Kensington & Chelsea becomes first borough to relax solar panels rules for historic homes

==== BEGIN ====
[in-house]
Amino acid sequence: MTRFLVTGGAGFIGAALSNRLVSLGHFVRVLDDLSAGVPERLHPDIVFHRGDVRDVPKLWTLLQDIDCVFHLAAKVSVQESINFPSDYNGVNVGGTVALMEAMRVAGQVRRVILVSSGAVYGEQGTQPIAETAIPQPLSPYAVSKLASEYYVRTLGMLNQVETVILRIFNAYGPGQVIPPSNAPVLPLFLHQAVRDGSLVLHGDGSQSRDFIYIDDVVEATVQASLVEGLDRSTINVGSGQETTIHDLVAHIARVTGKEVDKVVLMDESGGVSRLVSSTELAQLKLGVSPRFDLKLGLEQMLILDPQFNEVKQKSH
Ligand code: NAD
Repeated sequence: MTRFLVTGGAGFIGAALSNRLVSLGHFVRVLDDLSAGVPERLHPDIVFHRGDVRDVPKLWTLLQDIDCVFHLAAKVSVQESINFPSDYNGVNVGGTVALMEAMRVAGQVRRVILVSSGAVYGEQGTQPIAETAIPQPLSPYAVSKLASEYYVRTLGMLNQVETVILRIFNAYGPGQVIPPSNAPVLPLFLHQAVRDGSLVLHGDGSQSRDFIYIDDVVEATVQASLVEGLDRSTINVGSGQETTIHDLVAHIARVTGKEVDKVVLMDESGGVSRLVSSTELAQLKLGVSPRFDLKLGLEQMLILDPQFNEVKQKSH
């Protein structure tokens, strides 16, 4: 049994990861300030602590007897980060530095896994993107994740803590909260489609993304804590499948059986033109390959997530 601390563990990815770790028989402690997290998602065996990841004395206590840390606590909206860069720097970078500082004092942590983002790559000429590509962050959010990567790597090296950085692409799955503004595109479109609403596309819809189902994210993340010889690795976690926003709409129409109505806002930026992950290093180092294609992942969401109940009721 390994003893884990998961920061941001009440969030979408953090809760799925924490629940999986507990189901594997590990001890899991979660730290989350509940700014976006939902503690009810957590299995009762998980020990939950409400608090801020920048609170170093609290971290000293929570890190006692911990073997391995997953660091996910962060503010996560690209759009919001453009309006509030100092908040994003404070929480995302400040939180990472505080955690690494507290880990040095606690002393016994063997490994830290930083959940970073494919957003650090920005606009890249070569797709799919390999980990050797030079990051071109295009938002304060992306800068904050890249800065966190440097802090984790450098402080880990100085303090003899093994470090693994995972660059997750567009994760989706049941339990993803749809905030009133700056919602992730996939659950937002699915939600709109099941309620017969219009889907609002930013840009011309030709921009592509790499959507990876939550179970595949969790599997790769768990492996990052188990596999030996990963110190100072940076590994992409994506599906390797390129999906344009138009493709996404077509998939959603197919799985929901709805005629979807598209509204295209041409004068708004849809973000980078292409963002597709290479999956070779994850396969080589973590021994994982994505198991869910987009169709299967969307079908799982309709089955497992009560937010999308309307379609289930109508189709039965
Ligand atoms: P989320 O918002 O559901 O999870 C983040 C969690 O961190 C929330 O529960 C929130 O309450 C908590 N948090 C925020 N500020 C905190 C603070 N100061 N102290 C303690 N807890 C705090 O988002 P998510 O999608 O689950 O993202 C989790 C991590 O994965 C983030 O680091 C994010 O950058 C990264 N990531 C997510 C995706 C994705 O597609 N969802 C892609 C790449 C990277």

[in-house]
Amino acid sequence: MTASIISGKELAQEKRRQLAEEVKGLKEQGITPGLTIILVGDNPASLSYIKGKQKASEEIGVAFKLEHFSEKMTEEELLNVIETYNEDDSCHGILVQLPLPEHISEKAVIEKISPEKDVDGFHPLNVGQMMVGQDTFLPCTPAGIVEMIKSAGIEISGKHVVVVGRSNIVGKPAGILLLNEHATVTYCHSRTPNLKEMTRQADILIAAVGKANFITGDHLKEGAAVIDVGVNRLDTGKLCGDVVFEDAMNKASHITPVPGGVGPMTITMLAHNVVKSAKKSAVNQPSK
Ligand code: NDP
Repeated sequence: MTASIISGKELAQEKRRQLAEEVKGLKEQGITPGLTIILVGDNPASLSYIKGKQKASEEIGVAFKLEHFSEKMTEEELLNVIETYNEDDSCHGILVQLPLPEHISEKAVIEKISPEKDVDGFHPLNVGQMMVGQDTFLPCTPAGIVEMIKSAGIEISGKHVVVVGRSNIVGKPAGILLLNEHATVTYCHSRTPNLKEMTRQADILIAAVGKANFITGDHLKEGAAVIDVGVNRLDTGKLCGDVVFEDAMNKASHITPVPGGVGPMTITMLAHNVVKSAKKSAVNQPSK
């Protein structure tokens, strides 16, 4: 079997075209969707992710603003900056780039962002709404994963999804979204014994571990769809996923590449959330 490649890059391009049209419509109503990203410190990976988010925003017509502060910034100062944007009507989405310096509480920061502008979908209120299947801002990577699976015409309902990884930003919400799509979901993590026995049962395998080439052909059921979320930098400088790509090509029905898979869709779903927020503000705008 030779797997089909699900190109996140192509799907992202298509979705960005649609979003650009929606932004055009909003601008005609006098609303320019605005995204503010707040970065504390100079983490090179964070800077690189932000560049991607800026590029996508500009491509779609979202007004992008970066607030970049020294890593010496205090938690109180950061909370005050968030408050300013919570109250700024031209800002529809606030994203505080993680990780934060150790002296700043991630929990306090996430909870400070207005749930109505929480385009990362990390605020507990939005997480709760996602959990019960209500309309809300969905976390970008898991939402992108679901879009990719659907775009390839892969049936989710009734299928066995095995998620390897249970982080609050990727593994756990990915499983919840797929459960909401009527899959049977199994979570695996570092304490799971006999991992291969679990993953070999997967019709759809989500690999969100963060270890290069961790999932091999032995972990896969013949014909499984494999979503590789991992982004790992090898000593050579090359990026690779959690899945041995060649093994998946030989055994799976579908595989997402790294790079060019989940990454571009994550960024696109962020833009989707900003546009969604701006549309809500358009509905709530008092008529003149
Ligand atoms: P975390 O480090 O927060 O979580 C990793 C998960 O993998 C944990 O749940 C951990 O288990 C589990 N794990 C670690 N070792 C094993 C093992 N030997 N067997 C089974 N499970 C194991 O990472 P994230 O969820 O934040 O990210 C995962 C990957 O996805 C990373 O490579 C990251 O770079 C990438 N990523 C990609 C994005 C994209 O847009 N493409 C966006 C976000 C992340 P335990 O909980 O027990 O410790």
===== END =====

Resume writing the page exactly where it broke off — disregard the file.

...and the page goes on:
It brings listed homes in line with regular domestic homes, where planning permission is not required. According to Ben Ridley, an architect at Architecture for London, listing building consent is a major obstacle to historic home renovations. Ridley recently obtained permission to renovate a Grade-II listed home in Chelsea’s Royal Hospital conservation zone. Ridley praised Kensington & Chelsea for their policy and said that it was helpful to have clarity on the issue. “We try to reduce energy demand when we renovate a building, but gaining listed buiidng permission has always been an issue. There are often concerns about how the solar equipment will look from a road or whether it will cause damage to the roof tiles or fabric. Non-residential listed buildings owners will still need to submit a planning request for listed building consent. It has already installed the technology at the Dalgarno Community Centre, North Kensington. “We are putting a solar array onto the roof worth GBP50,000, and we have funding for an energy audit of the building,” says Dave Fuller, programme manager. He also claims that the project could help save thousands on heating bills. Fuller stated that Kensington & Chelsea council was supportive, but that advice varied across authorities and more national guidance was needed to adapt historic buildings. Historic Houses, which represents owners and managers of historic homes and gardens throughout the UK, has also welcomed the new planning order. Director general Ben Cowell stated that many listed properties consume a lot of energy and that owners are always looking for ways to make their homes more efficient to save money, as well as to help achieve net zero goals and environmental sustainability. “READ MORE”Revealed: London’s worst boroughs for energy efficiency, as bills soarOfgem Price Cap: How can you save money on your energy bills?Escape from London: High running costs force families to sell stately homes in Wales or ScotlandJohnny Thalassites is Kensington & Chelsea’s lead member responsible for planning, place, and environment. He said that while it was important to protect the borough’s beautiful buildings, solar panels can be easily installed without being visible from the street. He said, “We must be innovative to address the climate emergency. I’m proud that we are the first council to create a planning order to make sun power an affordable option for more people. “Removing obstacles to green energy is crucial because 80 percent of the borough’s carbon emission comes from buildings. We will need more homes and businesses that run on renewable energy to offset the 4,000 listed buildings in Kensington & Chelsea if we want to become carbon neutral by 2040.